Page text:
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Proceedings Paper

Fast monitoring of fiber core temperature changes based on birefringence in polarization maintaining fibers
Author(s): Hanieh Afkhamiardakani; Jean-Claude Diels
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Paper Abstract

Temperature measurement of an optical fiber core is a challenge as there is no way to reach the tiny core in order to probe its temperature using regular methods. By exploiting the birefringence properties of a polarization maintaining (PM) fiber, a highly sensitive temperature sensor can be realized to monitor the variations of temperature in the optical fibers. This temperature sensor is particularly useful to detect very small temperature changes of the gain fiber in radiation-balanced fiber lasers. The sensor performance is demonstrated by measuring the temperature changes of a PM fiber attached to a Peltier cooler with the sensitivity of 0.02 C for 6 cm of PM fiber. Also, the temperature rise in the core of a piece of PM fiber carrying a few mW of a cw laser is measured to be 0.18 C mW with a response time of 125 microseconds. PM fibers are designed in different ways to create different indices of refraction along two orthogonal slow and fast axes. The polarization of a linearly polarized light input to a PM fiber along one of these axes is maintained while propagating in the fiber. Any other input polarization will be periodically modified along the PM fiber. The transmitted polarization state depends on the initial polarization, fiber length, and the birefringence of the fiber which is varied by small temperature changes. In the case of using single-mode gain fiber in radiation-balanced fiber lasers, the temperature detection can be done by attaching the gain fiber to the PM fiber sensor. The possibility of direct fiber core temperature monitoring in laser cooled fibers will be achieved by using polarization maintaining fiber for laser cooling. The same fiber can then be used as temperature sensor of its core using circularly polarized light as probe.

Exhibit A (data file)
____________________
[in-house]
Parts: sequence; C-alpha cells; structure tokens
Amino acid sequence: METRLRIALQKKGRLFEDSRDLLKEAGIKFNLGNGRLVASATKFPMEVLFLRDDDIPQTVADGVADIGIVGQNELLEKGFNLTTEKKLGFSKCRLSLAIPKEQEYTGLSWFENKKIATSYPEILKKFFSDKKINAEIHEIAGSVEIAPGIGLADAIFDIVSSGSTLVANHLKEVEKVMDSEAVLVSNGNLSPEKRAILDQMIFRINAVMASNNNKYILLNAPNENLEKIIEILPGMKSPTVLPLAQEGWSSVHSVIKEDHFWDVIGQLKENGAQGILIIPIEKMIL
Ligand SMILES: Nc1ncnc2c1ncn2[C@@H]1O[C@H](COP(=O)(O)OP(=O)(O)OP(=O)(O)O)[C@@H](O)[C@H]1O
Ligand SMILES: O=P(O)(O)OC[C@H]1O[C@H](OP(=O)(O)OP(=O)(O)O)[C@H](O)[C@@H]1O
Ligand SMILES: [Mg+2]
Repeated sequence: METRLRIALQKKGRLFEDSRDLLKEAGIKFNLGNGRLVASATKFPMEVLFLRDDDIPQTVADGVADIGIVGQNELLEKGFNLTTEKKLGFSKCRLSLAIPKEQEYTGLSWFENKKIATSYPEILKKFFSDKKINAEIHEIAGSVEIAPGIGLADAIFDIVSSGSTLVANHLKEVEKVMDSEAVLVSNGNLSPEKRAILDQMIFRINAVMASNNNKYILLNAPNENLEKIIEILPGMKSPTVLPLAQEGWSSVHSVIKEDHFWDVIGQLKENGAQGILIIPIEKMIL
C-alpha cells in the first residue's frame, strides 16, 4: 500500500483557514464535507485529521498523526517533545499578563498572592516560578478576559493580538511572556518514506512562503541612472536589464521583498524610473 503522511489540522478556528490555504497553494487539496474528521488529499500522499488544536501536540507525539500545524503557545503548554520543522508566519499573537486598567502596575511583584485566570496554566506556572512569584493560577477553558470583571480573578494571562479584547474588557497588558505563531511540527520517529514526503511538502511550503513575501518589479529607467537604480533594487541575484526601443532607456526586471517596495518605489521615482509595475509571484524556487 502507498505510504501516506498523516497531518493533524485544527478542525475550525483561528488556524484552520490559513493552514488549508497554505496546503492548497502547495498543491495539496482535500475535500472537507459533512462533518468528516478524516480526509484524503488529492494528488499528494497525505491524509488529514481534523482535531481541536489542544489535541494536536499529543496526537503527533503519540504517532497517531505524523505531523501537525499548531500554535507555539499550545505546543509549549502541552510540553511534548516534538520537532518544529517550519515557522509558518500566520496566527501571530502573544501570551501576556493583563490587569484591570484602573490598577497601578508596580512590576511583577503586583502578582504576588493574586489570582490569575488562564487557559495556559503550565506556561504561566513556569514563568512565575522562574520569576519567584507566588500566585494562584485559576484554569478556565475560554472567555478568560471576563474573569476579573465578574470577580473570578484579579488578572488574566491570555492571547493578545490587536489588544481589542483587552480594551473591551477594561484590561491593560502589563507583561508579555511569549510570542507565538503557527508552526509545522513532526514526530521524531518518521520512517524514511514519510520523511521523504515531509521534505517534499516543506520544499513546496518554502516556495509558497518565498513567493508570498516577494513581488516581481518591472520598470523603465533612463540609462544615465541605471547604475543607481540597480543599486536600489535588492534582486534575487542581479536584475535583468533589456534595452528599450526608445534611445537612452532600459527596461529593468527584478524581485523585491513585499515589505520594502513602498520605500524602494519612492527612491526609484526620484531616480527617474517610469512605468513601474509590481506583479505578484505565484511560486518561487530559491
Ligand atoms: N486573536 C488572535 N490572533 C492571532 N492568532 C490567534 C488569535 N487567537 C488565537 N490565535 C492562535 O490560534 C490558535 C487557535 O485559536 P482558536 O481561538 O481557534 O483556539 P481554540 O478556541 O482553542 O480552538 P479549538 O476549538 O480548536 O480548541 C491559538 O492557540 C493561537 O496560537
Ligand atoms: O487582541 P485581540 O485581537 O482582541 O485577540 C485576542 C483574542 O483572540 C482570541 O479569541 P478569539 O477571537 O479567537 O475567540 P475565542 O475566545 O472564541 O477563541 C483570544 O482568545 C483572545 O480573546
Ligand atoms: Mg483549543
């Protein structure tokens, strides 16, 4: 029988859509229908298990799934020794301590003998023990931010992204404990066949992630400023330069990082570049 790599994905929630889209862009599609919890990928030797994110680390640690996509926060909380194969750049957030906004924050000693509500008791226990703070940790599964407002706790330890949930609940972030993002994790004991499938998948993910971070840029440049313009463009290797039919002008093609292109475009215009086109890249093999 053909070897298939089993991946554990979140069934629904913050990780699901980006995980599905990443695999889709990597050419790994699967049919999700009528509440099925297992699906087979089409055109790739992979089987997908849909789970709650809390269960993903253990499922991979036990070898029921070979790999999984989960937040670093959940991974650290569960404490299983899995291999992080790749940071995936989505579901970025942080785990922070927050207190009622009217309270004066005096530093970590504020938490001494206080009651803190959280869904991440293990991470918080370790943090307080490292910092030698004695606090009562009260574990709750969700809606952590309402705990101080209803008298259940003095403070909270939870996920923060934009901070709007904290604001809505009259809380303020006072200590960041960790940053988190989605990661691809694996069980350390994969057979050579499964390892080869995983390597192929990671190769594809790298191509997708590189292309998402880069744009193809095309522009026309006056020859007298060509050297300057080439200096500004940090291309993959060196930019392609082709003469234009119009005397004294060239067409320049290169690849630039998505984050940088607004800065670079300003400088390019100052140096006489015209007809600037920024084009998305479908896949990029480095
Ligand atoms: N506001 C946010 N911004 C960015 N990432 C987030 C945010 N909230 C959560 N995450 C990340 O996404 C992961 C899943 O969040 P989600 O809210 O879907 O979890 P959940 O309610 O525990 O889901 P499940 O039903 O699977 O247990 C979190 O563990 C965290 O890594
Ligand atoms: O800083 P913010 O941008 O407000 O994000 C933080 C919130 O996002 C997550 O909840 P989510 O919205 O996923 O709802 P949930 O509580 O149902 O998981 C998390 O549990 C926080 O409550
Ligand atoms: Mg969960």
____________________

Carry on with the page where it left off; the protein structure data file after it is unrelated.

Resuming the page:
Paper Details

Date Published: 24 February 2020
PDF: 9 pages
Proc. SPIE 11298, Photonic Heat Engines: Science and Applications II, 1129804 (24 February 2020); doi: 10.1117/12.2546531
Show Author Affiliations
Hanieh Afkhamiardakani, The Univ. of New Mexico (United States)
Jean-Claude Diels, The Univ. of New Mexico (United States)


Published in SPIE Proceedings Vol. 11298:
Photonic Heat Engines: Science and Applications II
Denis V. Seletskiy; Richard I. Epstein; Mansoor Sheik-Bahae, Editor(s)

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